Kalon Prama, which is the Cypriot name for Samali, is a moist, eggless, semolina cake, made with sheep’s milk yoghurt, flavoured with mastic and bathed in syrup.
The word “kalon prama”, means “Nice Thing” or “Good Stuff” and is the Cypriot name of this cake.
I was meaning to make this dessert for a long time now and there are a lot of Cypriot recipes I have still to record, so I kept postponing it, as I was making new recipes.
A few days ago we went shopping with my husband and saw some sheep’s yoghurt.
I immediately remembered the yoghurt my father used to bring at home and without second thought I put it in the cart.
I hadn’t eaten sheep’s yoghurt since I left Cyprus and I had forgotten what a wonderful taste it has.
This yoghurt was in a 1 kilo earthenware dish and it was too much for us to consume in a short time, so the first thing that came to my mind was to make Kalon Prama.
Although I have been in Greece for so many years I never had this dessert in any friends’ or relatives’ house before.
I had bought it, however, from bakeries, supermarkets and confectioneries, but whenever I tried it, it was nothing extraordinary.
I’ve had this recipe since I was single after eating it at my aunt Loukia’s house. I loved this dessert, so I asked her for the recipe.
Her house was near the Central Market, which was called “Pantopoleio”.
At the time I used to work near the central Post Office, which was not far from her house.
She would occationally, call me and invite me over for lunch.
As her daughter, my cousin, was about my age and we were good friends, I would always accept her invitation because apart from being very pleasant and easy to converse with, I loved her very much.
She was a great cook but at that time, although I loved cooking, I did not ask her for any recipes except for this one. So you can imagine how delicious it was!!
Whenever I bake this cake, I remember my aunt Lukia and remembering her, brings back so many fond memories.
- 500 ml Greek sheeps’milk yoghurt
- 300 grams sugar
- 600 grams coarse semolina
- ½ teaspoon mastic resin, pounded with 2 tsp sugar
- 1 tbsp baking soda
- ½ cup blanched almonds
- 2 tbsp tahini, to grease baking tin
For the syrup:
- 2 3/4 cups (600 grams) sugar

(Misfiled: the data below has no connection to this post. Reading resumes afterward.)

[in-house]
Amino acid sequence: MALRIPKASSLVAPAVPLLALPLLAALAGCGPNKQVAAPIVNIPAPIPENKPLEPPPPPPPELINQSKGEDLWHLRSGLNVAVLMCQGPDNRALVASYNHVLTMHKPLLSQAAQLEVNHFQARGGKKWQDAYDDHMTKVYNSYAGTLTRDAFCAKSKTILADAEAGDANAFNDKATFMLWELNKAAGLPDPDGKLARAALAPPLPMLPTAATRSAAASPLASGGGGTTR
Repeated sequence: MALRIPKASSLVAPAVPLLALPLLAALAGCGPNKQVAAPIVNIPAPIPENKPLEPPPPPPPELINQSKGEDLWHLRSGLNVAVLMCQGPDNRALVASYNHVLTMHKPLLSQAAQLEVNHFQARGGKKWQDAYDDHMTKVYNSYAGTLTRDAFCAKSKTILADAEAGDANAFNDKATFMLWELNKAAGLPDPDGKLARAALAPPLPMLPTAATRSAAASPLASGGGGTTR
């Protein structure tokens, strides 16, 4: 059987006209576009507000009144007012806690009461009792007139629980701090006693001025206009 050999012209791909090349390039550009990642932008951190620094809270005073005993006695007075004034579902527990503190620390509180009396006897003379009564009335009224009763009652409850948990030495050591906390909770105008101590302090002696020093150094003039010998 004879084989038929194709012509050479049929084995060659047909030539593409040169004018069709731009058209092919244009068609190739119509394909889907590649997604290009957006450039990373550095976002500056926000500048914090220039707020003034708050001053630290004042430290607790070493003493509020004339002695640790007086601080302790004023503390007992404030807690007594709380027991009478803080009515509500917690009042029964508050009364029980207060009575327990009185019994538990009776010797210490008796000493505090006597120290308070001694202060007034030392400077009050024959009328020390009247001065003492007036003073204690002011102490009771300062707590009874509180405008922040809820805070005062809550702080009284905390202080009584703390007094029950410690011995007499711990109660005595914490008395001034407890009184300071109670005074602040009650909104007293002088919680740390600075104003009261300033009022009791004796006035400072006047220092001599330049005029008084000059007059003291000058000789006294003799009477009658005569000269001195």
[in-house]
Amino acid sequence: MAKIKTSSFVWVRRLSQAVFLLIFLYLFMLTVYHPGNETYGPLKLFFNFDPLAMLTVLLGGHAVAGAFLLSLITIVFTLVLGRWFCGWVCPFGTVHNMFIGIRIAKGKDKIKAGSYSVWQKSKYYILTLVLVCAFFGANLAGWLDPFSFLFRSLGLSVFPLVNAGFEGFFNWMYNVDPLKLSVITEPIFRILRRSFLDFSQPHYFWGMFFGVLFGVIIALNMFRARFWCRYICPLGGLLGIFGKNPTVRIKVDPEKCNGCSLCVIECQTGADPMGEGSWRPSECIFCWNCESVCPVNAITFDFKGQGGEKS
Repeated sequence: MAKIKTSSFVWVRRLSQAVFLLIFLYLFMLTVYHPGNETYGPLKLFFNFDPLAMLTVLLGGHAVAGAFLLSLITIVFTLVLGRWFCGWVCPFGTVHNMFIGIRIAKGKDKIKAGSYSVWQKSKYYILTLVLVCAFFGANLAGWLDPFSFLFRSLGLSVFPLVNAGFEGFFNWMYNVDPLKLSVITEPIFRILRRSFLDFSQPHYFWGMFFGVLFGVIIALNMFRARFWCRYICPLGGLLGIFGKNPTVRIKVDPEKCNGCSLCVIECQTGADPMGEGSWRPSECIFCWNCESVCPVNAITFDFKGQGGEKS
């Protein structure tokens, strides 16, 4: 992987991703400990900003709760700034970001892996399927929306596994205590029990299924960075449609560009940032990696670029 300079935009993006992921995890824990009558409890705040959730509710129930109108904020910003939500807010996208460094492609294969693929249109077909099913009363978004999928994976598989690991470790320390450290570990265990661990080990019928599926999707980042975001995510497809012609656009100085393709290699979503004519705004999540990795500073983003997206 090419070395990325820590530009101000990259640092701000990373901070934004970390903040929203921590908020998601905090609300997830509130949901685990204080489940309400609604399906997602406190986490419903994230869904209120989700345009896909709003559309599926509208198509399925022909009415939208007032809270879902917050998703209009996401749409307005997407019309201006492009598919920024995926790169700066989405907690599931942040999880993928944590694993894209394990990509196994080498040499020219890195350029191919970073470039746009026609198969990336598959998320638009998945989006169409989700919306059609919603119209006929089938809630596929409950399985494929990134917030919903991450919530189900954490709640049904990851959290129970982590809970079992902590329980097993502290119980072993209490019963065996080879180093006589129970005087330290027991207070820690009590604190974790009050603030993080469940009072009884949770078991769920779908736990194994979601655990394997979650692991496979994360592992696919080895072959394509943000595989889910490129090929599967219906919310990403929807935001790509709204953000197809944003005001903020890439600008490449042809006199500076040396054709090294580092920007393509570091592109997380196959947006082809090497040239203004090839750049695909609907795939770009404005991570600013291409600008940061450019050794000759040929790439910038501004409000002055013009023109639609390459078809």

- 2 ¾ cups water (about 650 ml water)
- 1 lemon rind
- 3 tbsp lemon juice
- Prepare the syrup: Put the sugar, water and lemon peel in a pot and mix to dissolve the sugar. Bring to a boil and cook for 5 minutes. Add the lemon juice and remove from the heat.
- Blanch and peel the almonds.
- Preheat the oven to 180o C/ 350o F.
- Pound the mastic resins with 2 teaspoons of sugar either with a pestle and mortar or in a spice grinder.
- Beat the yoghurt and sugar in the mixer at full speed for 15 minutes.
- Mix the semolina with the baking soda and mastic and mix to combine.
- Reduce the speed of the mixer to low and add the dry ingredients gradually. The mixture must be denser than a cake.
- Brush the baking tin with tahini or honey-tahini.
- Empty the mixture into the baking tin and spread it evenly with a spatula or a spoon.
- Score the pieces with a knife, as a guide, to insert the almonds.
- Decorate with the blanched almonds.
- Bake for about 45 minutes to 50 minutes, depending on your oven, or until a knife comes out clean.
- Pour the syrup, which must be lukewarm or cold, over the hot cake. Wet it slowly, a spoonful at a time, so that it may be absorbed by the cake.
- Cover with a clean napkin and leave it to cool or until the syrup is absorbed.
- Cut the cake into diamond pieces or any other shape you like.
- Serve with kaimaki or other ice cream.
Like this post?
You can hover over this image to pin it to your Pinterest board. Also, please feel free to share it with your friends and fellow bloggers, using the share tools below.
You can find many more Greek recipes in my cookbook “More Than A Greek Salad”, and “Mint, Cinnamon & Blossom Water, Flavours of Cyprus, Kopiaste!” both available on all Amazon stores as well as through my website.
Other relevant recipes:
Kopiaste and Kali Orexi,